It can’t be easy being Smino. He first hailed from the St. Louis and moved to Chicago a few years ago to pursue a rap career in what was quickly becoming a hot bed for new music, especially rap and R&B. In almost no time at all, his Zero Fatigue crew started picking up some serious recognition, complete with a feature in Pitchfork’s rising artist series. Keep in mind, all of this hype surrounding his fresh career was based off only a few massive singles, a smattering of EPs, and a couple of feature verses like the one on Noname’s “Shadow Man”. With all of that pressure, it must have been tough to finally release a full-length LP, especially one that spans over 18 tracks and clocks in at just over one hour in length.
Smino turned all of this pressure into musical gems, creating one of the most exciting local record debuts in years. It will likely go down in the history books with projects such as Noname’s “Telefone”, Mick Jenkin’s “The Water[s]”, and Chance’s “Acid Rap” though he is a St. Louis rapper through-and-through. Smino completely exceeded the expectations of me and many other hack music journalists, it’s amazing. In creating a completely unique sound and then shaping, wielding, and progressing that signature drawl on every track, Smino and his team, have turned each song into a unique listening experience. With this nearly flawless LP, he has delivered an extremely cohesive debut project, despite the fact that each track sounds completely different. The album has great sense of movement, in the literary world it would be considered a page-turner.
The first thing to keep in mind about this record is that it is long. Although there is an overwhelming amount of content to digest, take note that every song is jam-packed with substance. Being that there is so much going on throughout this record, it is going to take even the most experienced listener at least several listens to fully appreciate everything going on here. Not unlike some of the current kings of rap, i.e. Kendrick Lamar, Smino has a way with words that truly astounds listeners. Most of the punchlines heard on these tracks are worth rewinding, as they actually push beyond the clever double entendre into many-layered realms of meaning.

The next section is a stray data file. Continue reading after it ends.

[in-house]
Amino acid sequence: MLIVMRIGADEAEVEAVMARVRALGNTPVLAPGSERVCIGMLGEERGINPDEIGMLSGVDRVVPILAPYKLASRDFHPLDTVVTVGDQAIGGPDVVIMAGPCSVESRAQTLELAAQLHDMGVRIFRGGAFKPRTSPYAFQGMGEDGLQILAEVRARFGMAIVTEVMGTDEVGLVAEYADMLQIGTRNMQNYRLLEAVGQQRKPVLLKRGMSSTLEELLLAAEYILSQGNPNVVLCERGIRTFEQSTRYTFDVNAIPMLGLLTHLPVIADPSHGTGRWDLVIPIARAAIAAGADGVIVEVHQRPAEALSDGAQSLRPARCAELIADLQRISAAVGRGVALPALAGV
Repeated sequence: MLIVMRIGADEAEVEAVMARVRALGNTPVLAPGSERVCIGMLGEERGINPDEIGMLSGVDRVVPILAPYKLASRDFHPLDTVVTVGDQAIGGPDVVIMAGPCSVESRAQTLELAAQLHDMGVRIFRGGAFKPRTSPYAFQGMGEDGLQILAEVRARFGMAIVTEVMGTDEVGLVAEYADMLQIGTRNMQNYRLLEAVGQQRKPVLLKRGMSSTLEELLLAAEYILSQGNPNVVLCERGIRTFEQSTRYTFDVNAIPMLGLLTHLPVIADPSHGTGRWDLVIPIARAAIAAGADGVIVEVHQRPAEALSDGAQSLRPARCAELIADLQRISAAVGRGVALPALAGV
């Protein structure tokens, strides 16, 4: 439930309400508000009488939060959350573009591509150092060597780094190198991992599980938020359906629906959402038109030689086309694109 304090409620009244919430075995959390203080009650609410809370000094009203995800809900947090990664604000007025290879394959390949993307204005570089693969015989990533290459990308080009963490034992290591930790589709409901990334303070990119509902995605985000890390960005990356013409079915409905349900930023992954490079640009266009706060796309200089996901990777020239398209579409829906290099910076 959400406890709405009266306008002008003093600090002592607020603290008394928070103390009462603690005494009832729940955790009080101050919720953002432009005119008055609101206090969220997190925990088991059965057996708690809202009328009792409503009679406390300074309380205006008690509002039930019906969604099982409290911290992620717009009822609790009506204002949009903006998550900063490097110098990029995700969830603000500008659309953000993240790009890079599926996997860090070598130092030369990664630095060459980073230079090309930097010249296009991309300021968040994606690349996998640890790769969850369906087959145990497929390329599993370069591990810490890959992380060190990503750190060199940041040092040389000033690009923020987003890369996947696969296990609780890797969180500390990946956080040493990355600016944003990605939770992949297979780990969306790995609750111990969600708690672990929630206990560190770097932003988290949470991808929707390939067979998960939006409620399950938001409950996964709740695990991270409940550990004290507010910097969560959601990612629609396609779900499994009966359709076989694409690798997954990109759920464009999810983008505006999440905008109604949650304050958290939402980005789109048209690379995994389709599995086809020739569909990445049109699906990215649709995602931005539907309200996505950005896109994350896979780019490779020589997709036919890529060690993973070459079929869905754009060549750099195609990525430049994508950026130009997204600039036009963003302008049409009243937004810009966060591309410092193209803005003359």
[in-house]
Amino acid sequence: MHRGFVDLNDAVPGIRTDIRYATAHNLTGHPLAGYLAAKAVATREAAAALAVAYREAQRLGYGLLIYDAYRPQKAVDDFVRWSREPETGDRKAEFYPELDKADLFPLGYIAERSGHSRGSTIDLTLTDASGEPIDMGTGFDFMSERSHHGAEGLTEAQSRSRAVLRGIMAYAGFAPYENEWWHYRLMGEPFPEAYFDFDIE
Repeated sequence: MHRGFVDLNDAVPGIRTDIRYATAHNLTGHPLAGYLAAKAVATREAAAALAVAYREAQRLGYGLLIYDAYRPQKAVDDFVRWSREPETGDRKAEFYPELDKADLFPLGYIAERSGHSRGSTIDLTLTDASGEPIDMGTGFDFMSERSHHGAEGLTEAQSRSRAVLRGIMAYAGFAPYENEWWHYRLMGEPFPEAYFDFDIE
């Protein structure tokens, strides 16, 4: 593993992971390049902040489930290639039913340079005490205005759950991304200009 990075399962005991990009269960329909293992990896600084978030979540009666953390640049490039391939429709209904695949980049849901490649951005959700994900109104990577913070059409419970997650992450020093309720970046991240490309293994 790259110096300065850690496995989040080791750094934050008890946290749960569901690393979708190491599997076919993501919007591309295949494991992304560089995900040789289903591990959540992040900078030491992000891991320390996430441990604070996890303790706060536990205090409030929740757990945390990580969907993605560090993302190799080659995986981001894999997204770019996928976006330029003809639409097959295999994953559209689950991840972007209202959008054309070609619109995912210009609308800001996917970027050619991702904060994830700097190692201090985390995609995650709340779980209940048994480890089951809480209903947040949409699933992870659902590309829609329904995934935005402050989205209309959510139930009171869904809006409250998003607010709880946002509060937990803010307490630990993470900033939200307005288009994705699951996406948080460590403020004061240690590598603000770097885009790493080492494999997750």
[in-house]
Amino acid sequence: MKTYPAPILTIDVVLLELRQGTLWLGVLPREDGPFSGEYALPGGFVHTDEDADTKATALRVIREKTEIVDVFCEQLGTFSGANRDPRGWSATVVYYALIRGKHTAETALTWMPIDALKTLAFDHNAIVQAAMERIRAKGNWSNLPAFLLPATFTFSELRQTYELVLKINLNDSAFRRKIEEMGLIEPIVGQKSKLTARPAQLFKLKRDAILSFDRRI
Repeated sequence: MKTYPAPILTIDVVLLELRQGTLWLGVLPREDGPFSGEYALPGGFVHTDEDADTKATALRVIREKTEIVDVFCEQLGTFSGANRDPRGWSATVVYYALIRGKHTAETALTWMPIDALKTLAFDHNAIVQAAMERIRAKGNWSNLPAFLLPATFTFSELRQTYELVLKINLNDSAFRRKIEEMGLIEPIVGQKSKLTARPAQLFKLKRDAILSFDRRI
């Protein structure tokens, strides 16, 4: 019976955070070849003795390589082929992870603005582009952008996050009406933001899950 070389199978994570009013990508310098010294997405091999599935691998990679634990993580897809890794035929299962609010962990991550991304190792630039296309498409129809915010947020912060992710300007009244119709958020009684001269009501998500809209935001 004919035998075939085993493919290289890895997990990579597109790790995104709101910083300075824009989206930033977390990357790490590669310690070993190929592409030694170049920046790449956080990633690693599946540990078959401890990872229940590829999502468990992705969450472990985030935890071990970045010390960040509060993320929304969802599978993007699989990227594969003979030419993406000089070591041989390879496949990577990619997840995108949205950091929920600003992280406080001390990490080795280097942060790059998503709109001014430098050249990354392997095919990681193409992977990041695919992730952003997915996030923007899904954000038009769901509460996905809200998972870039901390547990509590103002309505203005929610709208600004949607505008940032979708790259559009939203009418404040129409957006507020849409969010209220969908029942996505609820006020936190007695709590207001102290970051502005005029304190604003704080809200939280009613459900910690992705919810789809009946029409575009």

Smino has an endless supply of delivery methods, excelling in sing-song formats and in sporadic stanza. Lyrically, the things he says are so nuanced, it’s easy to miss what he says because the non-lyrical aspect of the music is so well-crafted. The production on the record is so consistent to the point that each track flows into the next, creating a ephemeral atmosphere of positive energy behind his effective vocabulary. This is one of those records where it is more difficult to figure out its flaws than it is to point out what the artist did right.
On the final track “Amphetamine” is perhaps some of the strongest work on an already phenomenal record. It begins with Smino questioning his place in life and where his career is headed, it rapidly changes halfway through into a mean lyrical piece, featuring verses from Noname, Zero Fatigue member Bari, and Jean Deaux, all of whom compliment each other generously. This song is not only one of the most ebullient tracks on the project, but also the perfect way to close “blkswn”. It begins with a reflection of Smino’s identity and ends with him flexing with his friends, a beautiful dichotomy. It’s impossible to classify this song as a touch-n-go buddy rap track, or a deeper intellectual rap song—because that’s the thing about Smi, he covers all of the bases.